A common misconception heard from all age groups young and old, is that as people begin to age into their older adult years, it is time to relax. It might seem like the right thing to do, to reduce activities and physical exercise since the aging process slows us down and deteriorates muscles and bones. Some older adults have been inactive for quite some time or have certain disabilities or other health hindrances that make it harder to stay active. So it is understandable that older adults don’t do anything, right? WRONG! Removing physical exercise from one’s lifestyle and remaining inactive is far from good, and it will only increase disability and decrease one’s overall health, here is why.
The CDC reported in their Vital Signs in August 2012, "More than 145 million adults now include walking as part of a physically active lifestyle. More than 6 in 10 people walk for transportation or for fun, relaxation, or exercise, or for activities such as walking the dog. The percentage of people who report walking at least once for 10 minutes or more in the previous week rose from 56% (2005) to 62% (2010).
Physical activity helps control weight, but it has other benefits. Physical activity such as walking can help improve health even without weight loss. People who are physically active live longer and have a lower risk for heart disease, stroke, type 2 diabetes, depression, and some cancers. Improving spaces and having safe places to walk can help more people become physically active.
*Aerobic activities like brisk walking, running, swimming and bicycling make you breathe harder and make your heart and blood vessels healthier.”
Although the hot summer temperatures may deter some individuals from walking outdoors, some studies which have shown individuals benefiting not only physically, but also mentally and emotionally, from walking outdoors. In a study conducted in the past few years, researchers suggest that, “…physical activity in a natural environment, or green exercise, might engage people in physical activity by increasing enjoyment of participation, offering social interaction and increased frequency of activity” (Gladwell et. al, 2012). Some individuals who had more access to green spaces and frequented natural environments more often were suggested to have less anxiety and feelings of stress, improved mood and a refreshed mental state than those who did not take time to take part in outdoor activities. So the next time you decide to take a walk, call up a friend or family member to take a walk to the local park, you never know what you may experience from nature in your surrounding neighborhood.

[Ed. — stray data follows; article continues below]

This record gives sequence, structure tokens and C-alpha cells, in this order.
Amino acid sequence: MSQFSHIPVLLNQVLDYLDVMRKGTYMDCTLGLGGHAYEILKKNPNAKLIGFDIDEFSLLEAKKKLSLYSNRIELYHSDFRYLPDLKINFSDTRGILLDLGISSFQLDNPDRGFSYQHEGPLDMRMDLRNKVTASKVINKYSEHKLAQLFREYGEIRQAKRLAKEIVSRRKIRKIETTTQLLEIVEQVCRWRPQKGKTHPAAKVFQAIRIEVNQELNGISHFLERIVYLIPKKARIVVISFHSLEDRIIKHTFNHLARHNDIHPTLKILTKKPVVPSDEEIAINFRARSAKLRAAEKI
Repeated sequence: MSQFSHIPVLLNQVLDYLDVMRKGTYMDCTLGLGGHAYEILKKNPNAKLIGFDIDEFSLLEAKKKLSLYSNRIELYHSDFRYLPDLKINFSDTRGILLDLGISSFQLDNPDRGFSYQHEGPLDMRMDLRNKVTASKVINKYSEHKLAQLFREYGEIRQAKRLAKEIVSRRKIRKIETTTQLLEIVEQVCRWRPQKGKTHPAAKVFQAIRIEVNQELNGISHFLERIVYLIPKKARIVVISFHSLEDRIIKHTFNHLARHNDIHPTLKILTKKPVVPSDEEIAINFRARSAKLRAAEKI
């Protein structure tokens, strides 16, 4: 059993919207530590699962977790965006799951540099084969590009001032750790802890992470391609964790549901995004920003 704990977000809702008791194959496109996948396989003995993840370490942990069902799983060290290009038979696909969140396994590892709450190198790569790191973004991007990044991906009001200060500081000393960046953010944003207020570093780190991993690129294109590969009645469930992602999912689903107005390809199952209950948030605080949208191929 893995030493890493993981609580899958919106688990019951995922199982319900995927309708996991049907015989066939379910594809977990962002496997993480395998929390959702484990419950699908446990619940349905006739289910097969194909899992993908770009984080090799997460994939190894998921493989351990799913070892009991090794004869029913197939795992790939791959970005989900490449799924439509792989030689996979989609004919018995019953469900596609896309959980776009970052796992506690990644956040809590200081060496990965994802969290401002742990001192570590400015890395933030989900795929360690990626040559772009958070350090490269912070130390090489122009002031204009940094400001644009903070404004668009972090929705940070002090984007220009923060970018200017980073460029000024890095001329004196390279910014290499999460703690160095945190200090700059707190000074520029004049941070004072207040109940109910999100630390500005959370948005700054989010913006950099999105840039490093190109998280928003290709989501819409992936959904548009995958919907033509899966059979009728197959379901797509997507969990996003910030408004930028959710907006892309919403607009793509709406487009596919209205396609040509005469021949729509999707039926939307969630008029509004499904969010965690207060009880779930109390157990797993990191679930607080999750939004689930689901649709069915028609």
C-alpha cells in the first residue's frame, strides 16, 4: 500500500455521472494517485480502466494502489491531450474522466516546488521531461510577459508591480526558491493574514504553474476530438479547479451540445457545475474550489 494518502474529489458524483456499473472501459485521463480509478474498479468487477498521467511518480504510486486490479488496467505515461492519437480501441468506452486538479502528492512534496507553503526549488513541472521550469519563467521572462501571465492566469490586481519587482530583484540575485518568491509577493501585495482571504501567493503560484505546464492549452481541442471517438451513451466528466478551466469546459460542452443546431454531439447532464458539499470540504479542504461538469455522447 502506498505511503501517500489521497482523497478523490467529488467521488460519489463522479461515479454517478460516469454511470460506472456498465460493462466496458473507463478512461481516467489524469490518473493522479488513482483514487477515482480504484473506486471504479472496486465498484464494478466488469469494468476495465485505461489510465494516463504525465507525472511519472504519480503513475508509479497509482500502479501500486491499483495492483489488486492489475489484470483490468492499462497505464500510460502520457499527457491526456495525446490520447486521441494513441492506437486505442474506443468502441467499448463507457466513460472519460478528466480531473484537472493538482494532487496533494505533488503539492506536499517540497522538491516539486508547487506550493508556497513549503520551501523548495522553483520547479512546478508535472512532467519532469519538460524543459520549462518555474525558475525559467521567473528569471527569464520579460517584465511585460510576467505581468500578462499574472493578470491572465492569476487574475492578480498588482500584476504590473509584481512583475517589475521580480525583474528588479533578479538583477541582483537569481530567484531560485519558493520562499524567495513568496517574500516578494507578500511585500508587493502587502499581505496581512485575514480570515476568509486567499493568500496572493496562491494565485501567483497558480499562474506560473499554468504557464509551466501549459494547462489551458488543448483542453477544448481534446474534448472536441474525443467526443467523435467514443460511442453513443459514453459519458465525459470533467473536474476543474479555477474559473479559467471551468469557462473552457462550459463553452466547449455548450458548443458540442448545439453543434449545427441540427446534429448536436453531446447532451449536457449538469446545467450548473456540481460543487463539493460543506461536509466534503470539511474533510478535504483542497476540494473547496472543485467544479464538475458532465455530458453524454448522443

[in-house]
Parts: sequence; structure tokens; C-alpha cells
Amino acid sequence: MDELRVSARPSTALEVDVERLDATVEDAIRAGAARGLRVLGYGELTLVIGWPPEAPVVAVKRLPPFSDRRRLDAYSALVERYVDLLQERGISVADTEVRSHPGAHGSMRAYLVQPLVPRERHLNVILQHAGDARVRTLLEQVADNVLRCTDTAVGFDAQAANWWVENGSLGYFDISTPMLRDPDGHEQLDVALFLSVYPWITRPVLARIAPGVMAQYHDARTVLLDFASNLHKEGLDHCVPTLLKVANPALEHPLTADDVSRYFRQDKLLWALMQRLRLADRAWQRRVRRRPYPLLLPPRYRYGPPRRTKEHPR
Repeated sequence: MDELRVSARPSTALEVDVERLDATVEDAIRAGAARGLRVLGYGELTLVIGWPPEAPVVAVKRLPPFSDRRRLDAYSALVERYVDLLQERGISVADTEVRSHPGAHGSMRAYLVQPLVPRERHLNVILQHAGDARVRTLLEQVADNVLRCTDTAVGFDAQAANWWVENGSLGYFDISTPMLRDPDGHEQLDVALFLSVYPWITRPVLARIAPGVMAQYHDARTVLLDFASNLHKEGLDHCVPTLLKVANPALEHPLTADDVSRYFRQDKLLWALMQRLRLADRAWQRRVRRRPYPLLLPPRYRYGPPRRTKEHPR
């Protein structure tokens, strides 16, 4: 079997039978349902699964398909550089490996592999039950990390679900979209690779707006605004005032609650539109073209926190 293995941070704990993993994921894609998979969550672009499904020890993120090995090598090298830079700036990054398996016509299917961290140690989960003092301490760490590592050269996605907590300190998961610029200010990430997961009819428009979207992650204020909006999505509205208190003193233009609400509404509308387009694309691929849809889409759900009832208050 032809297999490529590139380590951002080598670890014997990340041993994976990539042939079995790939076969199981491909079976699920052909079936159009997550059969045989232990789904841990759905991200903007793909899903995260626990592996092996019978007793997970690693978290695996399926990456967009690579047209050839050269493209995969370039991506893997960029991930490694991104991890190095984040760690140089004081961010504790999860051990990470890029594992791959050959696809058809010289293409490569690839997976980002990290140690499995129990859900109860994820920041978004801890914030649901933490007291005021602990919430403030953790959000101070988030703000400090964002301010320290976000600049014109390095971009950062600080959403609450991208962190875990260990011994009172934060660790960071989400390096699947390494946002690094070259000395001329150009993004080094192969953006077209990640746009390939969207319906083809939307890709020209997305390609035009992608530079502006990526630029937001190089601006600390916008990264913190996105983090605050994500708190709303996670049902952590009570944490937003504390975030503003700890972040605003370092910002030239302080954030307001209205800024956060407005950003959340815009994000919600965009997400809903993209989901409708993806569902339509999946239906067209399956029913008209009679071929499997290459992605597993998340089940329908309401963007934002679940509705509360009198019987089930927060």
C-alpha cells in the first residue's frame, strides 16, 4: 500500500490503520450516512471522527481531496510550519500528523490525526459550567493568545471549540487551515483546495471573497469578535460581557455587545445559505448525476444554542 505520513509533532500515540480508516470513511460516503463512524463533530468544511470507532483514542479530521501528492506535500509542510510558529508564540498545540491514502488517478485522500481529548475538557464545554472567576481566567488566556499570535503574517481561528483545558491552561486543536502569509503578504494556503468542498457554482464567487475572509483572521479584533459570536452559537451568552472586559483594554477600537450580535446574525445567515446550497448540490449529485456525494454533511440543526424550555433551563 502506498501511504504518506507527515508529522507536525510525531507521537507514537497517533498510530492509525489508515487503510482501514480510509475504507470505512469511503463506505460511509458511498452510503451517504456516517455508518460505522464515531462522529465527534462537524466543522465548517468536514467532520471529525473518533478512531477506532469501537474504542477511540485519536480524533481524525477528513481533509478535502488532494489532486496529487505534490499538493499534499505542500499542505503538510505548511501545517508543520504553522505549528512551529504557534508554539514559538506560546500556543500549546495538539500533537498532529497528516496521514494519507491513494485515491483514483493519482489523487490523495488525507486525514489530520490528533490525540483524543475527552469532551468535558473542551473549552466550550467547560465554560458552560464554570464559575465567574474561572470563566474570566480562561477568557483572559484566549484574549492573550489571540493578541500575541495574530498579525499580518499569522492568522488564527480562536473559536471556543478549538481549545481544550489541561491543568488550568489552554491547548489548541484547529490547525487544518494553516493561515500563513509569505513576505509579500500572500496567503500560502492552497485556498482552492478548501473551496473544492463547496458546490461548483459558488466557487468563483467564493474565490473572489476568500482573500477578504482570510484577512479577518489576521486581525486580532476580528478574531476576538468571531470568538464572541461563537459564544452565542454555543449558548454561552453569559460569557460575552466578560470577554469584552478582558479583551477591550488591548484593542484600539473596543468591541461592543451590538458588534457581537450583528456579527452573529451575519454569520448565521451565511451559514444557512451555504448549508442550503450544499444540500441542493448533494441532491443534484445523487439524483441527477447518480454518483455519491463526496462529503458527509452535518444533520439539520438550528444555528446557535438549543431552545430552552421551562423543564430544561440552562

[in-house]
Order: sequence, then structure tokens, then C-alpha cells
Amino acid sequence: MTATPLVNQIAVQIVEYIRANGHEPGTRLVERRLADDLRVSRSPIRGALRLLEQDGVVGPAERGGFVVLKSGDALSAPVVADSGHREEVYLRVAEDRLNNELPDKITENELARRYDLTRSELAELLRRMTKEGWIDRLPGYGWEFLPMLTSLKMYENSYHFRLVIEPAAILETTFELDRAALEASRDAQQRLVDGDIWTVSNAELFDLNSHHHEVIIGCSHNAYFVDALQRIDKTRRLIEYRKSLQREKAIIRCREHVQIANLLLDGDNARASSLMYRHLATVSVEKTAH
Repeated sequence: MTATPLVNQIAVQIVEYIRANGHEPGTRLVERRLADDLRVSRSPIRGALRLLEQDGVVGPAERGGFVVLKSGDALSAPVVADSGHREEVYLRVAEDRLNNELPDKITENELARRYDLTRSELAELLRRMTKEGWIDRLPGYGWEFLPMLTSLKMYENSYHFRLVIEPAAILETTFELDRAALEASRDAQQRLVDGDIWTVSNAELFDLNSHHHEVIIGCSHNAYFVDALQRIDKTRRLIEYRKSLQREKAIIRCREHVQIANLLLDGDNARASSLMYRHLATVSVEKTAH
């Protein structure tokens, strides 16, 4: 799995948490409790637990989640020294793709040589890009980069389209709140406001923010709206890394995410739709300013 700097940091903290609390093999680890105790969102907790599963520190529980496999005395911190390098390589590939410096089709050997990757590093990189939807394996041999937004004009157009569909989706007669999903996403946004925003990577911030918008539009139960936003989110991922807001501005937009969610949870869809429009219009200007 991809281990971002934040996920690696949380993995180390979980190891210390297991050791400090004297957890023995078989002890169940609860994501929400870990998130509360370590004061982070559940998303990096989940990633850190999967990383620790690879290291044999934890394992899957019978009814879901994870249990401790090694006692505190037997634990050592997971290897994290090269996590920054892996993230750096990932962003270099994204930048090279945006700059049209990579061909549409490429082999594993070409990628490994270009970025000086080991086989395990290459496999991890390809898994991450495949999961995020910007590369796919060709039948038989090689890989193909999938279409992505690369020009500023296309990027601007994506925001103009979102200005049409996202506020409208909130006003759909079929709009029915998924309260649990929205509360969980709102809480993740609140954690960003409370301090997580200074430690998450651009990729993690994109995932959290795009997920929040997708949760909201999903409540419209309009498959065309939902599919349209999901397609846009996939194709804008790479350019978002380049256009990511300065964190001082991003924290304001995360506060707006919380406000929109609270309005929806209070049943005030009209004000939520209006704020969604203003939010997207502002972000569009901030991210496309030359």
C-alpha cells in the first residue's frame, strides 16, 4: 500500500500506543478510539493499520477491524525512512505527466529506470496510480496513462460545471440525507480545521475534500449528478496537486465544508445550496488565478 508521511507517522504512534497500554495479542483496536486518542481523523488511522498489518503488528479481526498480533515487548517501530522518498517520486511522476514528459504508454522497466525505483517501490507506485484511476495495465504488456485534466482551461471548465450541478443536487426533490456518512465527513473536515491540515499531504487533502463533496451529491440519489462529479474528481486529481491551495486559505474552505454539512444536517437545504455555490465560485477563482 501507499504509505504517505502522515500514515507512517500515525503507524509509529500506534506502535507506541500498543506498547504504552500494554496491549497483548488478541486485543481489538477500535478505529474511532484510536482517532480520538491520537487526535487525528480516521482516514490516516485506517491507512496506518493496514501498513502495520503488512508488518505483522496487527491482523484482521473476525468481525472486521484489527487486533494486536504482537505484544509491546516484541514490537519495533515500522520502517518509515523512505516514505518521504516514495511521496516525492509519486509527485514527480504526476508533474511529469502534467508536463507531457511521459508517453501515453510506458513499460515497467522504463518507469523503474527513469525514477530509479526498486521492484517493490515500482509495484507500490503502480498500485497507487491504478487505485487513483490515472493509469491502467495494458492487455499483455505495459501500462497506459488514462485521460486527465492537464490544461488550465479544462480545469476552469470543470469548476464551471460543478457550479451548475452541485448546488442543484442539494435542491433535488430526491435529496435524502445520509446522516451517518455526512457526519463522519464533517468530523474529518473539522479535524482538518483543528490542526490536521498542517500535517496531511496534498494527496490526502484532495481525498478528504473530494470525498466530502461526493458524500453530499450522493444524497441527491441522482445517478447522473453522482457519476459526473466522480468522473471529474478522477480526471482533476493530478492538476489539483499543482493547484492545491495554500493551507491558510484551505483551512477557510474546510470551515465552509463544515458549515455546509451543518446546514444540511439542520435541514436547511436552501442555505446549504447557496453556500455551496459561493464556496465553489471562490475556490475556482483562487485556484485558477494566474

Did you know that the skins of fruits and vegetables contain great nutritional benefits?
So many people toss peels and skins from apples, carrots, oranges, grapefruits, lemons, limes, potatoes, papayas and other tropical fruits, but only if they knew what they were really throwing away. We are going to share why you should keep these peels and skins in your diet to help protect against cancer, other diseases and to support your organs.
Want a healthier, sharper, better-functioning brain? It’s easier than you may think. Try these simple, science based tips to power up your brain.
Oldest adults who walk briskly reduce risk of cardiovascular disease. The benefits of physical activity for heart health are well-known. However, minimal research has been done on the population of people 75 years and older.
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